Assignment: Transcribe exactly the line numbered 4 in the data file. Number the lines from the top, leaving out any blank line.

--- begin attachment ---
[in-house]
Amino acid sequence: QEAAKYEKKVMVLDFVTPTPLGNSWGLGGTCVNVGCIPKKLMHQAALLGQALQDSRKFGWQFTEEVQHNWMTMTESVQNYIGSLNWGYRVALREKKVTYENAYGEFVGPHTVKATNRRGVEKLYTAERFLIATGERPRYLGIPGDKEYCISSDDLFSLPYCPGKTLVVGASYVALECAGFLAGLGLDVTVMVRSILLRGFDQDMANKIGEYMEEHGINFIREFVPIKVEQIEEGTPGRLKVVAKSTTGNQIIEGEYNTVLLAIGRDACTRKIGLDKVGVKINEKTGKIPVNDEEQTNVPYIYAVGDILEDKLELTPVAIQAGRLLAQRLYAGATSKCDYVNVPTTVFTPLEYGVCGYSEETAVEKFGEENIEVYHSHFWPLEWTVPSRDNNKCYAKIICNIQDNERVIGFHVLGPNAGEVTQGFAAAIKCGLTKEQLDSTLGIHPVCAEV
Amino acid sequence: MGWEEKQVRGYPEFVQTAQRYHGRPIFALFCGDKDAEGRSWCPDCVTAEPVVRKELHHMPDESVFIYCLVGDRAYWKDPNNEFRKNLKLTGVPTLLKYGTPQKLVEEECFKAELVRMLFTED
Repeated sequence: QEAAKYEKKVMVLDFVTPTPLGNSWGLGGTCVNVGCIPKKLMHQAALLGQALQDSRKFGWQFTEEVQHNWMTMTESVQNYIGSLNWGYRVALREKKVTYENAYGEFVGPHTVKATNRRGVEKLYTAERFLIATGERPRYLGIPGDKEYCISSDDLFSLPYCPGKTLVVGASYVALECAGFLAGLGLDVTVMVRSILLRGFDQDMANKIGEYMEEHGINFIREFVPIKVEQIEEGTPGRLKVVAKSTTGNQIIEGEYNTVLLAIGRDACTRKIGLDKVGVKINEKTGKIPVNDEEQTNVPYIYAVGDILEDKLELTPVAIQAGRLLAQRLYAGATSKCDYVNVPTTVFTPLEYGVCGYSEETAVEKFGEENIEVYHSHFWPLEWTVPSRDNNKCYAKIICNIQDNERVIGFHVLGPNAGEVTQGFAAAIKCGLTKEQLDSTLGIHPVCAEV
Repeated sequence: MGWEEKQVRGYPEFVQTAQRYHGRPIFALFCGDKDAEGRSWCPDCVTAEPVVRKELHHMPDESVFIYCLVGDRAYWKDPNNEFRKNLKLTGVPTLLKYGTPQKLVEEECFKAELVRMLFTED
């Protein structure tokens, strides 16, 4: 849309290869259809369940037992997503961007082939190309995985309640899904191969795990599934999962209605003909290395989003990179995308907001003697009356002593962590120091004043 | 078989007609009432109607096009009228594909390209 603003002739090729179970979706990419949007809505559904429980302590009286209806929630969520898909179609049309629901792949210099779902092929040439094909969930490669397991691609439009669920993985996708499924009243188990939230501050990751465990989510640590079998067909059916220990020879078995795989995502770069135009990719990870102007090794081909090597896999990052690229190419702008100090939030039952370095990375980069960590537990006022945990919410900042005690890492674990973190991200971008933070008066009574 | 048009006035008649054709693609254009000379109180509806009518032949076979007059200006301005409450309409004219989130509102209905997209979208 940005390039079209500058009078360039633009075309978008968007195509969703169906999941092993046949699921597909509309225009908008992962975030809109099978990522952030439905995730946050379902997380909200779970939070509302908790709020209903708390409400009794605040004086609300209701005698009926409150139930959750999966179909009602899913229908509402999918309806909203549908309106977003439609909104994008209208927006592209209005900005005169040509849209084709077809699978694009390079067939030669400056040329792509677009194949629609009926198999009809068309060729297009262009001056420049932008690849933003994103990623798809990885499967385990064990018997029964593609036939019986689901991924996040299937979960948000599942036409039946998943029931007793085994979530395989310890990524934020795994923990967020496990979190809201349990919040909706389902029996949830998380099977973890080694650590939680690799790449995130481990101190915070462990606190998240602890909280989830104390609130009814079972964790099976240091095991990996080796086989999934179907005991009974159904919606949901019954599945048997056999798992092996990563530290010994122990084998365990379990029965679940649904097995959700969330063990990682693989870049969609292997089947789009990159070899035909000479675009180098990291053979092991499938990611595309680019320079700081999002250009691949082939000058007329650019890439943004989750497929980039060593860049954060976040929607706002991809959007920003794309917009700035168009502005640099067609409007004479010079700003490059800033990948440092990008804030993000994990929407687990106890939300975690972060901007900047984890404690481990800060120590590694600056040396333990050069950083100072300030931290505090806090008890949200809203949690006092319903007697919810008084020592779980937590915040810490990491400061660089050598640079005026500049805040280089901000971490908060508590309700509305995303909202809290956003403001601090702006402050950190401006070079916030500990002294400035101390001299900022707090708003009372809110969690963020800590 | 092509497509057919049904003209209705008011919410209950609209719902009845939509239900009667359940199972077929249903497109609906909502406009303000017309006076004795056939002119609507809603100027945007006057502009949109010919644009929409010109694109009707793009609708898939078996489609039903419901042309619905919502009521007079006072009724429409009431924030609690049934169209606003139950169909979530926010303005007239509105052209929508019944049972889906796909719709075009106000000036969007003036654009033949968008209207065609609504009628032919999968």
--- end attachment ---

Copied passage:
Repeated sequence: QEAAKYEKKVMVLDFVTPTPLGNSWGLGGTCVNVGCIPKKLMHQAALLGQALQDSRKFGWQFTEEVQHNWMTMTESVQNYIGSLNWGYRVALREKKVTYENAYGEFVGPHTVKATNRRGVEKLYTAERFLIATGERPRYLGIPGDKEYCISSDDLFSLPYCPGKTLVVGASYVALECAGFLAGLGLDVTVMVRSILLRGFDQDMANKIGEYMEEHGINFIREFVPIKVEQIEEGTPGRLKVVAKSTTGNQIIEGEYNTVLLAIGRDACTRKIGLDKVGVKINEKTGKIPVNDEEQTNVPYIYAVGDILEDKLELTPVAIQAGRLLAQRLYAGATSKCDYVNVPTTVFTPLEYGVCGYSEETAVEKFGEENIEVYHSHFWPLEWTVPSRDNNKCYAKIICNIQDNERVIGFHVLGPNAGEVTQGFAAAIKCGLTKEQLDSTLGIHPVCAEV